As we go about our lives, there are little ways we can make the world a safer place — for every body. Notice which ones that feel most relevant for you, at this point in your life — and experiment with some or all of them as you navigate the various relationships in your community.
Educate yourself about the challenges and struggles of other bodies. This can feel overwhelming — and it may be difficult to detach from our own experience or viewpoints. After all: Our worldview is shaped by what we’ve gone through and processed. But it is vitally important we do so in order to make the world safer for those experiencing body oppression.. A few of our favorite people to learn from are Virgie Tovar, Your Fat Friend, Natalie Patterson, and Sonya Renee Taylor — but we encourage you to seek out, consume, and pay for when appropriate, the work of all those living in marginalized bodies.
Ask other people for their opinions. A great way to do this consciously is to actively seek the insight of those whose experience differs from yours. It’s harder work to have conversations with folx whose viewpoints don’t mirror our own… but it’s important work.
… And listen to others when they speak and share those opinions!
Be willing and open to change your mind. Whether we admit it or not, it’s true: The opinions we hold about things like health, beauty, bodies, weight, and food are highly influenced by capitalism, patriarchy and colonialism. That’s a lot to unpack — and it permeates pretty much every cultural activity and shared space. So if we are truly to make this world safe and inclusive for Every Body, we need to break free from those normative ideas and start to recreate our own. How do we do this? By learning from others and doing the work of deciding what rings true and feels authentic for us. Critical thinking is key here.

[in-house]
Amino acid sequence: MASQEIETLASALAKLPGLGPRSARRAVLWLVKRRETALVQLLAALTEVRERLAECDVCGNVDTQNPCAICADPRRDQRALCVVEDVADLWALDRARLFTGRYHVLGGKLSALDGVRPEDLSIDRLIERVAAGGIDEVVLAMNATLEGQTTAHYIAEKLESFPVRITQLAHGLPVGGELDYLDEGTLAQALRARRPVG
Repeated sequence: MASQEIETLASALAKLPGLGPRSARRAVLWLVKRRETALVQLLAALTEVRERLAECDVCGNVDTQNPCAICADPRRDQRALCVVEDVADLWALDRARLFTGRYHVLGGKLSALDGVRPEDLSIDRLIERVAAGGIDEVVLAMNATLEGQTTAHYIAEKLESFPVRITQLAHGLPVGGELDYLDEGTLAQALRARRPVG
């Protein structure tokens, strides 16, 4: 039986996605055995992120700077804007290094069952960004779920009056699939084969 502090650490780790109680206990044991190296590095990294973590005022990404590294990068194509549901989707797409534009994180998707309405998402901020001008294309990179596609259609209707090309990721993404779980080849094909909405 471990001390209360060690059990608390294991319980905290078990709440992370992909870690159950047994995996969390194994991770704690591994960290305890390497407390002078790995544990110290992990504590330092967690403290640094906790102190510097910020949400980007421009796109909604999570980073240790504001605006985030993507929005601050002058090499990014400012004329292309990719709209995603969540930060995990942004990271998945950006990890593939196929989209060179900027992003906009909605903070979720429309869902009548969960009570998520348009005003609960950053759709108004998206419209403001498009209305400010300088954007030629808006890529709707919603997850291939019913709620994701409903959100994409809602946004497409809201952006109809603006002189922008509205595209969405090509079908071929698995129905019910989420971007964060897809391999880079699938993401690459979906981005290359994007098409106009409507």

Seek out and consume media that differs from your core values — listen with a curious heart. Exposure, exposure, exposure. The images and messages we're exposed to directly shape our values and belief systems. So if we are to change our beliefs about beauty and bodies, we first have to start with changing what we're consuming. Unfollow social media accounts that perpetuate a narrow or limited view of beauty and wellness; fill your feeds with people that represent a diverse and large array of what it means to live a vibrant, happy, and well life. Not sure where to start? Check out the accounts that we follow!
Refuse to witness or participate in discrimination and hurtful language. Change starts now. Here. With Us. With you. WE are responsible for shifting the tide in our culture at large, and that starts with our communities at home. Speak up and be prepared to engage thoughtfully when you witness body discrimination or oppression happening.
Put your dollars where your heart is. Our money matters. And we don’t have to use it to support companies and organizations that foster fatphobic viewpoints or perpetuate body oppression.
Have thoughtful, and sometimes maybe even challenging, conversations with family and community members . We need to be courageous and proactive in initiating conversations about the importance of equality and acceptance for all. Feeling unsure of how to have these conversations? Our digital Education + Empowerment Program is a great place to start.
Try to remember that we are interacting with other human beings — not robots, or facts — and that everyone is doing their best. We have all held problematic viewpoints and said problematic things. As we grow and learn, we must allow the same grace for those we know. If someone in your circle says something that doesn't feel right to you, take a deep breath and and gently invite them to consider a different point of view by saying something like, "That's a really interesting point, but in my experience it's not always so. Have you considered...?"